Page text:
# Lecture 09 CIRCUITS

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```					Lecture 07

Current & Circuits
Upcoming Stuff

   Watch for more Web-Assignments
   Quiz on Friday (This weeks
material)
   Examination #2 one week from
Friday: March 11th.
Last time

   We discussed current, resistance,
power and the elements of the
microscopic theory of resistivity.
   Today we start electric circuits after
a short diversion.
The Spectrum of Conductors

ENGINEERED MATERIALS!!!
Semiconductors
Materials
VERY IMPORTANT MATERIAL
SILICON
Silicon Crystal Lattice
Electron Freed!
Special Impurities
Effect of Impurities on r
Importance

P                N

P        N

P        N   P
Diode
current

voltage

breakdown
Who Cares??

Silicon   Transistor   CHIPS
History
Thinking Chips?
Back to the Mundane

Fun and Frolic With Electric Circuits
Power Source in a Circuit

V

The ideal battery does work on charges moving
them (inside) from a lower potential to one that is
V higher.
A REAL Power Source
is NOT an ideal battery

Internal Resistance   V

E or Emf is an idealized device that does an amount
of work E to move a unit charge from one side to
another.

By the way …. this is called a circuit!
A Physical Battery

Emf
i
rR
Back to Potential

Change in potential as one circuits
this complete circuit is ZERO!

Represents a charge in space
Consider a “circuit”.

This trip around the circuit is the same as a path
through space.

THE CHANGE IN POTENTIAL FROM “a” AROUND
THE CIRCUIT AND BACK TO “a” is ZERO!!
To remember
   In a real circuit, we can neglect the
resistance of the wires compared to the
resistors.
   We can therefore consider a wire in a circuit to
be an equipotential.
   A resistor allows current to flow from a
high potential to a lower potential.
   The energy needed to do this is supplied
by the battery.
W  qV
NEW LAWS PASSED BY THIS SESSION
OF THE FLORIDUH LEGISLATURE.

   LOOP EQUATION
   The sum of the voltage drops (or rises)
as one completely travels through a
circuit loop is zero.
   Sometimes known as Kirchoff’s loop
equation.
   NODE EQUATION
   The sum of the currents entering (or
leaving) a node in a circuit is ZERO
TWO resistors again
i

R1               R2
V1               V2

V
V  iR  iR1  iR2
or
R  R1  R2
General for SERIES Resistors
R  Rj
j
A single resistor can be modeled
as follows:

R
a                             b

V

position

ADD ENOUGH RESISTORS, MAKING THEM SMALLER
AND YOU MODEL A CONTINUOUS VOLTAGE DROP.
Take a trip around this circuit.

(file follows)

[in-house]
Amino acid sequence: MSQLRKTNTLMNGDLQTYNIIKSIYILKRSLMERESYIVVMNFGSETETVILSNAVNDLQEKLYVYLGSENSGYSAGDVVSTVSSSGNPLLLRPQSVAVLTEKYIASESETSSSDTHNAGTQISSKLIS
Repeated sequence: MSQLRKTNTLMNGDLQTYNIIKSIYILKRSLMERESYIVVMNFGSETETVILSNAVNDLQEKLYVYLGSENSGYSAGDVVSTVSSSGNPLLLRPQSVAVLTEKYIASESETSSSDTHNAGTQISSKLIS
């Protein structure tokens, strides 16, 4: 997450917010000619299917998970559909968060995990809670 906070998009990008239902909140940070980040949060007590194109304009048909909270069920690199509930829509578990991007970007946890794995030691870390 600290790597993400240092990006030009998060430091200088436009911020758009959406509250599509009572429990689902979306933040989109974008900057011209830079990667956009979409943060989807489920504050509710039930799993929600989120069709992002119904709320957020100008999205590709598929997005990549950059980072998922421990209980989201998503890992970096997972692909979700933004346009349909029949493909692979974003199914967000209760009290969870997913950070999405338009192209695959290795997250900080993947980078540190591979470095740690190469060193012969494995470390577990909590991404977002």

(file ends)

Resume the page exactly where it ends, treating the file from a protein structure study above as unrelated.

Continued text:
Consider voltage DROPS:

-E +ir +iR = 0
or
E=ir + iR
Might as well repeat the parallel thing!

i  i1  i2
V V V
 
V              R1 i1   R2 i2   R R1 R2
1 1 1
 
R R1 R2
General :
1       1

R    j Rj
Circuit Reduction

i=E/Req
Multiple Batteries
Reduction

Computes i
Another Example

1 1      1   50   1
           
R 20 30 600 12
R  12

PARALLEL
NOTICE ASSUMED DIRECTION OF
TRAVEL

Voltage Drops:
-E1 –i1R1 + i2R2 + E2 +i1R1 = 0
From “a”

-i3R1 + E2 – E2 –i2R2 =0           NODE
I3 +i2 = i1
In the figure, all the resistors have a resistance of 4.0  and all the (ideal)
batteries have an emf of 4.0 V. What is the current through resistor R?
The Unthinkable ….
RC Circuit
   Initially, no current
through the circuit
   Close switch at (a)
and current begins to
flow until the
capacitor is fully
charged.
   If capacitor is charged
and switch is switched
to (b) discharge will
follow.
Close the Switch
Loop Equation
q
 E  iR   0
C
dq
since i 
dt
I need to use E for E       dq q
R  E
Note RC = (Volts/Amp)(Coul/Volt)        dt C
= Coul/(Coul/sec) = (1/sec)   or
dq q   E
  
dt RC R
This is a differential equation.

   To solve we need what is called a
particular solution as well as a
general solution.
   We often do this by creative
“guessing” and thenb matching the
guess to reality.
   You may oir may not have studied
this topic … but you WILL!
General Solution
q  q p  Ke  at
Look at particular solution :
dq q       E
    
dt RC R
When the device is fully charged,dq/dt  0 and
q p  CE
When t  0, q  0 and from solution
0  CE  K
K  -CE
dq q          E
         and q  CE(1 - e -at )
dt RC R
CE (ae at )  CE(1 - e -at )  E / R
for t  0
CEa  0  E/R
E   1
a      
RCE RC
Time Constant

  RC
Result q=CE(1-e-t/RC)
q=CE(1-e-t/RC) and i=(CE/RC) e-t/RC

E t / RC
i e
R
Discharging a Capacitor
qinitial=CE BIG SURPRISE! (Q=CV)
i
iR+q/C=0
dq q
R      0
dt C
solution
q  q0 e t / RC
dq    q0 t / RC
i        e
dt    RC
In Fig. (a), a R = 21, Ohm a resistor is connected to a battery. Figure (b) shows the increase
of thermal energy Eth in the resistor as a function of time t.
(a)What is the electric potential across the battery? (60)
(b) If the resistance is doubled, what is the POWER dissipated by the circuit? (39)

Looking at the graph, we see that the
resistor dissipates 0.5 mJ in one second.
Therefore, the POWER =i2R=0.5 mW

P 0.5 mW
i2                2.38 10 5 amp 2
R     21 Ω
i  4.88 10 3 amp  4.88 ma      Voltage drop across the reisitor  iR or
V  iR  4.8810-3 amp  21  102mV
If the resistance is doubled what is the
power dissipated by the circuit?

R  42       V  102 mV
3
V 102 10
i               2.43ma
R        42
P  i R  0.248mJ
2

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